Predicting emotional health indicators from linguistic evidence of psychological distancing
Shahane, Anoushka D.
Denny, Bryan T.
Psychological distancing, a form of cognitive reappraisal, involves construal of emotionally valenced stimuli in an objective manner, or with perceived spatial and temporal distance. Prior work suggests that in appropriate contexts, reappraisal broadly, and distancing specifically, is related to adaptive mental and physical health outcomes. Additionally, recent research suggests that shifting language to be more distant (i.e., linguistic distancing [LD]) can have adaptive emotion regulatory effects. The present study addressed whether LD is also associated with adaptive health indicators. Participants transcribed their thoughts while viewing negative or neutral stimuli in one of three ways: (a) by implementing objective language, (b) by implementing spatially and/or temporally far away language, or (c) by responding naturally. Across psychological distancing groups, LD was associated with lower negative affectivity (lower perceived stress and depression symptoms), better general well‐being (better emotional well‐being and energy and vitality), and better emotion regulation (ER; greater reappraisal frequency and fewer difficulties in implementing ER). Participants who used more LD in the objective group had lower negative affectivity, better general well‐being, and better ER, and those in the far group had better ER. The results reveal linguistic mechanisms underlying ER and its relationship to health indicators, suggesting future examination of LD interventions.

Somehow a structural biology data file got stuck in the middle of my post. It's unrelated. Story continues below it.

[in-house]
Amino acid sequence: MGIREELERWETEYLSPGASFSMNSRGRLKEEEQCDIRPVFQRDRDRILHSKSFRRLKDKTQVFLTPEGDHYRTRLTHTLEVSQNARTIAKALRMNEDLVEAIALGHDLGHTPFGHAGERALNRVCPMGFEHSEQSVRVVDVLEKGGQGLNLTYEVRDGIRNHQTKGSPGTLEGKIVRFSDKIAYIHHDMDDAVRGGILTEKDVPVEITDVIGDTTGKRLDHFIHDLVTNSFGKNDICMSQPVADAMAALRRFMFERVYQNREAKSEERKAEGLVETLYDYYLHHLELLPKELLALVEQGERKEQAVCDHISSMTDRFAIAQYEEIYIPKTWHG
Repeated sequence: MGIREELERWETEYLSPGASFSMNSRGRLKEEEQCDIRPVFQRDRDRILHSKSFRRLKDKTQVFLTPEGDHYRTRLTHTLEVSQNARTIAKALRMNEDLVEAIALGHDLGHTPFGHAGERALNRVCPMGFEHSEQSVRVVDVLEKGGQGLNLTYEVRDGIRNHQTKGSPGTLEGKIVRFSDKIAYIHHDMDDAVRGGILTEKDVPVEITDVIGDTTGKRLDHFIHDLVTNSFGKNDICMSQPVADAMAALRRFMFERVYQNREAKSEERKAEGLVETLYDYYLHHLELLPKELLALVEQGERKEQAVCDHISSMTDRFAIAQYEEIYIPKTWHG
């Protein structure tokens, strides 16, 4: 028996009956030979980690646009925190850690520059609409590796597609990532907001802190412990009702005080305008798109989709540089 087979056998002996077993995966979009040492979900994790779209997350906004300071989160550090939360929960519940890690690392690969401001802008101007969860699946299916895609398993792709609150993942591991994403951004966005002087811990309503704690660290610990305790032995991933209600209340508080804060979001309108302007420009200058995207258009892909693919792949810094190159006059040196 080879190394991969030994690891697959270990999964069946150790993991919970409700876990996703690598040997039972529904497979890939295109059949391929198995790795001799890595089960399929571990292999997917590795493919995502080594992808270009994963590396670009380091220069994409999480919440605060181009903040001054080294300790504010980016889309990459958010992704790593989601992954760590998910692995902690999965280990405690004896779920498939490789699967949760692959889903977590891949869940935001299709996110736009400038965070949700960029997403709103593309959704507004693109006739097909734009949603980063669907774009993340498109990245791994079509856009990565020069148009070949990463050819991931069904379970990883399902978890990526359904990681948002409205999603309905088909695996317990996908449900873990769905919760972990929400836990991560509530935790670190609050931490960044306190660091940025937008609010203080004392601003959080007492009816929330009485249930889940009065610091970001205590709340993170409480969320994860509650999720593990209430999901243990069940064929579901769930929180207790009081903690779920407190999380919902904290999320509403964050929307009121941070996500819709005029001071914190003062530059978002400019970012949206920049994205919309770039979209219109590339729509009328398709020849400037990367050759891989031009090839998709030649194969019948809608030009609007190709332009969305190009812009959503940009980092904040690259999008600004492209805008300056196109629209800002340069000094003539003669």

distancing; emotion regulation; health; linguistic; reappraisal